Abby Dean Makes Great Comeback
BY DAVID BLOCK
PHILADELPHIA, PA--The City of Philadelphia put on the 17th Annual Philadelphia Marathon, Half-Marathon, and Rothman Institute 8K this past November 20 and 21.
Prior to this year, all three races took place on Sunday, yet this was the first year that the Rothman Institute 8K was moved to Saturday.
We had to make the change, said Philadelphias Mayor, Michael Nutter, in an interview with this Runners Gazette writer. We now have more than 23,000 people running in these three races. We wanted to give some highlight to the different races, stretch them out, and make it a whole marathon weekend. The Philadelphia Marathon continues to raise Philadelphias profile, nationally and internationally as one of the great marathons anywhere in the world.
For some of the top Philadelphia Marathon finishers, this years race was not just about winning and losing, and securing new personal best times. It was about being grateful to have the ability to run at all, and ninth-place woman marathon finisher Abby Dean, 39, can attest to that. Dean, who clocked 2:52:33 to collect one thousand dollars for being the first Philadelphia woman to finish, was glad just to participate.
Last November I had hamstring surgery, and I wasnt sure Id ever run again, said Dean. That upset me.
Fortunately, she regained her strength through physical therapy and her aerobic conditioning through swimming and cycling.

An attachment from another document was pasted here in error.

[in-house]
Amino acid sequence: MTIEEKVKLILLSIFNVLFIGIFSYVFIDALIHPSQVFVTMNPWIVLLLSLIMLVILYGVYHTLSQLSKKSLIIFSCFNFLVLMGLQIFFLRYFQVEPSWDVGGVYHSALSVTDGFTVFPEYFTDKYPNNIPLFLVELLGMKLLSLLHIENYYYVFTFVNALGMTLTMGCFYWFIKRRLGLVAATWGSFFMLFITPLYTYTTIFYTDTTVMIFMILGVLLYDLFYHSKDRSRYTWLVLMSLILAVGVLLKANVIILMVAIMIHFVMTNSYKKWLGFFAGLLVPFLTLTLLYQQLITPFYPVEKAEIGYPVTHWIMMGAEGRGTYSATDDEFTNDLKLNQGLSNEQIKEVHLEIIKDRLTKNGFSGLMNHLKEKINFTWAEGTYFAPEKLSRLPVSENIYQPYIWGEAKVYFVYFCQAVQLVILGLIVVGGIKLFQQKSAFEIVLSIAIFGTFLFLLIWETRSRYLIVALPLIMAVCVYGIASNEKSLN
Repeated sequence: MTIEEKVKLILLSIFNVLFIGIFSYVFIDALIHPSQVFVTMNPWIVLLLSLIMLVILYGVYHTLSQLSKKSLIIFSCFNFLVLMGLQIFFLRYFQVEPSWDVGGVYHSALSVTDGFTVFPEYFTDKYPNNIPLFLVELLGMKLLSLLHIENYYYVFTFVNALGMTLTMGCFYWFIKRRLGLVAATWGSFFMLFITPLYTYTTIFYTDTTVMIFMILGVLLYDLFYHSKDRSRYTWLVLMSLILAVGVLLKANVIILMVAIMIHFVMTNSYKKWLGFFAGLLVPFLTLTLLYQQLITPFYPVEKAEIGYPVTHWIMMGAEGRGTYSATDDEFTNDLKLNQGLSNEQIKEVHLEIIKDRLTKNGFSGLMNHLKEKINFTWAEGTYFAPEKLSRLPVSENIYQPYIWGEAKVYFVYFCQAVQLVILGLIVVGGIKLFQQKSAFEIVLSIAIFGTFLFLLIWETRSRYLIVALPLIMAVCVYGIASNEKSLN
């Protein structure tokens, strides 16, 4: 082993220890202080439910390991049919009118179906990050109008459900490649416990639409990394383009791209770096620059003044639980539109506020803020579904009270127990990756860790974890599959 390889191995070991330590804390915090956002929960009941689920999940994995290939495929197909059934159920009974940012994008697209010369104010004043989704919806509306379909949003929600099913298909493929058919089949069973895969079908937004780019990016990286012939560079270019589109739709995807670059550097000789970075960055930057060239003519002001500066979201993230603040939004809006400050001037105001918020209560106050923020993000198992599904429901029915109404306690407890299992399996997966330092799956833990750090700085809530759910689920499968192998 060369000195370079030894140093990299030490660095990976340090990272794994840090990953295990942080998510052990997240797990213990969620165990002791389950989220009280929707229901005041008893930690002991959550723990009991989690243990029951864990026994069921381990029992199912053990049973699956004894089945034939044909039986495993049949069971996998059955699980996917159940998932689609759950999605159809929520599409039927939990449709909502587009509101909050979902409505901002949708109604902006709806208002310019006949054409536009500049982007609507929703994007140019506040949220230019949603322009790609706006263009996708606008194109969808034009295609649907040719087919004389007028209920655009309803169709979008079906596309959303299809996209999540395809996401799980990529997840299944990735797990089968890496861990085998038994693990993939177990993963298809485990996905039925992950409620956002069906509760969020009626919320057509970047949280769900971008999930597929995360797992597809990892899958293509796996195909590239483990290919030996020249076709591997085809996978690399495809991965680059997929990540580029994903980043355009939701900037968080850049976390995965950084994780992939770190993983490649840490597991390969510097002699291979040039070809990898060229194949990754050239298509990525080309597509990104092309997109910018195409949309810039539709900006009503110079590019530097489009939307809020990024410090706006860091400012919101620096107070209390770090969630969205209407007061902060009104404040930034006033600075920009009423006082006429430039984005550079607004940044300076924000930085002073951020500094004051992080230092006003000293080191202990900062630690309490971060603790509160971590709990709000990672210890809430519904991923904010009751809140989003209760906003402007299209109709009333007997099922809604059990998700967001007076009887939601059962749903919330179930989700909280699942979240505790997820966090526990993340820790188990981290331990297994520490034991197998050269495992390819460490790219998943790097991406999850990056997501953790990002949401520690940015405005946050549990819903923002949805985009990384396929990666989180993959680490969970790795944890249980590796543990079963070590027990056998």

By the summer, she began training for the Philadelphia Marathon.
Dean said that her injury taught her not to take anything for granted. Before her surgery, she would sometimes get frustrated if she had a bad run or finished slowly in a race.
Now that doesnt bother me, said Dean, because Im just glad that I can run again.
Twenty-five-year-old Daniel Vassallo, of Wilmington, Massachusetts, winner of the 2010 Philadelphia Marathon with a 2:21:28 finish also underwent surgery this year. After his abdominal operation this past summer, Vassallo planned to compete in the Philadelphia Half-Marathon.
I decided to run the marathon instead, because I started feeling really good, said Vassallo. I cant understand what happened. I felt really strong and ready to move up to the marathon.
At the 14-mile mark of the Philadelphia Marathon, Vassallo and David Bedoya, 33, of Somerville, Massachusetts were neck and neck for the lead.
I decided to push the pace, said Vassallo. He moved ahead, but Bedoya did not respond.
I wanted to run at the same pace, said Bedoya, who thought that Vassallo would eventually slow down. He soon realized that wasnt going to happen. I didnt have it in me to catch him, said Bedoya, who finished second in 2:23:37.
As Vassallo ran the second half of the Philadelphia Marathon by himself, he slowly became confident that he could win. His 18-mile split read 1:35:45. He hit the 22-mile mark in 1:57:23 and 24 miles in 2:08:29.
He expected his splits to be slower.
At 24 miles I was thinking, Holy crap, Im going to win this. At 26 miles, they were playing the music, calling out my name; that was emotional.
He was ecstatic to collect the Lions purse of $3,500.00 and to run a new marathon personal best.
Finishing second was Ramilia Buranglova, 49, Russia, 2:40:32.
At mile mark number one, I was confident I was going to win, said Kramer. She had the lead, and found herself alone and unchallenged. I thought, Im in it to win it. Confidence is part of leading you to victory.
The winner of the mens half-marathon was Kiprotich Kirui, 25, of Kenya who covered the 13.1-mile course in 1:04:02. Hirut Mandefro, 25, from Ethiopia won the womens event in 1:17:52.
In the Rothman Institute 8K, Mourad Marofit, 28, of Morocco was the top male finisher, 23:09, and Clara Grandt, 23, of Morgantown, West Virginia was the top female finisher, 26:23.